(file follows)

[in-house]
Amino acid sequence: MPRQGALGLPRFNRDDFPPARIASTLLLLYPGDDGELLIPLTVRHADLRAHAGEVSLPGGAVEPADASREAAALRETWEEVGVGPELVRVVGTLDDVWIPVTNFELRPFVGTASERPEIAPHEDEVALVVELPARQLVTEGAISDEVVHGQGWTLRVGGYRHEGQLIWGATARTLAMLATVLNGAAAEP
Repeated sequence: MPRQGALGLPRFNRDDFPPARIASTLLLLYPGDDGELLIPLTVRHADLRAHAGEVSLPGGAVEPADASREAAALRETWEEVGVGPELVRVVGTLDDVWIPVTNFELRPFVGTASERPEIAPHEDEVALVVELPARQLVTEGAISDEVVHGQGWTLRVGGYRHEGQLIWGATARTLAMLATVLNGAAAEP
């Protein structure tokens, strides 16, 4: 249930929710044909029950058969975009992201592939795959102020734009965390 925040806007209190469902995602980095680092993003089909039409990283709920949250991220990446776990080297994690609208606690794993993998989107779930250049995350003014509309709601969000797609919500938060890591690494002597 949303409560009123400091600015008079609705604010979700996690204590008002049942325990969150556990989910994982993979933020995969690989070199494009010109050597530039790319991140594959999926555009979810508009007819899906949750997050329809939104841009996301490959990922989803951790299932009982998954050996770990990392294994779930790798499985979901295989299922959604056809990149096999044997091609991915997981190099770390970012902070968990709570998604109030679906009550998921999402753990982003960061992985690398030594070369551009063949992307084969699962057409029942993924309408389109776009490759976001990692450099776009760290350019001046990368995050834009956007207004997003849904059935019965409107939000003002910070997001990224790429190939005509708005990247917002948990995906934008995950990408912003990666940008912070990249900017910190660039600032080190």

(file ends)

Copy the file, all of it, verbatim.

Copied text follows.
[in-house]
Amino acid sequence: MPRQGALGLPRFNRDDFPPARIASTLLLLYPGDDGELLIPLTVRHADLRAHAGEVSLPGGAVEPADASREAAALRETWEEVGVGPELVRVVGTLDDVWIPVTNFELRPFVGTASERPEIAPHEDEVALVVELPARQLVTEGAISDEVVHGQGWTLRVGGYRHEGQLIWGATARTLAMLATVLNGAAAEP
Repeated sequence: MPRQGALGLPRFNRDDFPPARIASTLLLLYPGDDGELLIPLTVRHADLRAHAGEVSLPGGAVEPADASREAAALRETWEEVGVGPELVRVVGTLDDVWIPVTNFELRPFVGTASERPEIAPHEDEVALVVELPARQLVTEGAISDEVVHGQGWTLRVGGYRHEGQLIWGATARTLAMLATVLNGAAAEP
């Protein structure tokens, strides 16, 4: 249930929710044909029950058969975009992201592939795959102020734009965390 925040806007209190469902995602980095680092993003089909039409990283709920949250991220990446776990080297994690609208606690794993993998989107779930250049995350003014509309709601969000797609919500938060890591690494002597 949303409560009123400091600015008079609705604010979700996690204590008002049942325990969150556990989910994982993979933020995969690989070199494009010109050597530039790319991140594959999926555009979810508009007819899906949750997050329809939104841009996301490959990922989803951790299932009982998954050996770990990392294994779930790798499985979901295989299922959604056809990149096999044997091609991915997981190099770390970012902070968990709570998604109030679906009550998921999402753990982003960061992985690398030594070369551009063949992307084969699962057409029942993924309408389109776009490759976001990692450099776009760290350019001046990368995050834009956007207004997003849904059935019965409107939000003002910070997001990224790429190939005509708005990247917002948990995906934008995950990408912003990666940008912070990249900017910190660039600032080190």